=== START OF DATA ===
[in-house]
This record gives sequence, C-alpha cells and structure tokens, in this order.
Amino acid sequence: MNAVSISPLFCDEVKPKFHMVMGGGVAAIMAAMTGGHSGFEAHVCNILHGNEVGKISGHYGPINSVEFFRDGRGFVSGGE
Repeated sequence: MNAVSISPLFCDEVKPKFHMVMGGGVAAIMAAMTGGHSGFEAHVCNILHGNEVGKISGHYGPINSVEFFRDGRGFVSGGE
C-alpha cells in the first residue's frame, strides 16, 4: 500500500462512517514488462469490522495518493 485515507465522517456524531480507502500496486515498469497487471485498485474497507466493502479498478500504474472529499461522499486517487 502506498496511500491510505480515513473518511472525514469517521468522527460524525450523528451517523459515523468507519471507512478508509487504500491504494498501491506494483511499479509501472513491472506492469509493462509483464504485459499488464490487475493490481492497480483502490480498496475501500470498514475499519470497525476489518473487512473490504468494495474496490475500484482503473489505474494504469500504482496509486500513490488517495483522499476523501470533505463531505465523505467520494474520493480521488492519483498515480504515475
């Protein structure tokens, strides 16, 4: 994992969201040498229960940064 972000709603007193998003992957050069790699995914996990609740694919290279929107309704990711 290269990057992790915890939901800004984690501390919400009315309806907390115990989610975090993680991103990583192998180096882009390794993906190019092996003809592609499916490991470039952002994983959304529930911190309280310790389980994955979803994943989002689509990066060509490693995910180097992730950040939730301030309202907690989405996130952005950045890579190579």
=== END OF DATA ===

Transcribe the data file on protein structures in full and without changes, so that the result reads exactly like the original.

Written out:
[in-house]
This record gives sequence, C-alpha cells and structure tokens, in this order.
Amino acid sequence: MNAVSISPLFCDEVKPKFHMVMGGGVAAIMAAMTGGHSGFEAHVCNILHGNEVGKISGHYGPINSVEFFRDGRGFVSGGE
Repeated sequence: MNAVSISPLFCDEVKPKFHMVMGGGVAAIMAAMTGGHSGFEAHVCNILHGNEVGKISGHYGPINSVEFFRDGRGFVSGGE
C-alpha cells in the first residue's frame, strides 16, 4: 500500500462512517514488462469490522495518493 485515507465522517456524531480507502500496486515498469497487471485498485474497507466493502479498478500504474472529499461522499486517487 502506498496511500491510505480515513473518511472525514469517521468522527460524525450523528451517523459515523468507519471507512478508509487504500491504494498501491506494483511499479509501472513491472506492469509493462509483464504485459499488464490487475493490481492497480483502490480498496475501500470498514475499519470497525476489518473487512473490504468494495474496490475500484482503473489505474494504469500504482496509486500513490488517495483522499476523501470533505463531505465523505467520494474520493480521488492519483498515480504515475
């Protein structure tokens, strides 16, 4: 994992969201040498229960940064 972000709603007193998003992957050069790699995914996990609740694919290279929107309704990711 290269990057992790915890939901800004984690501390919400009315309806907390115990989610975090993680991103990583192998180096882009390794993906190019092996003809592609499916490991470039952002994983959304529930911190309280310790389980994955979803994943989002689509990066060509490693995910180097992730950040939730301030309202907690989405996130952005950045890579190579």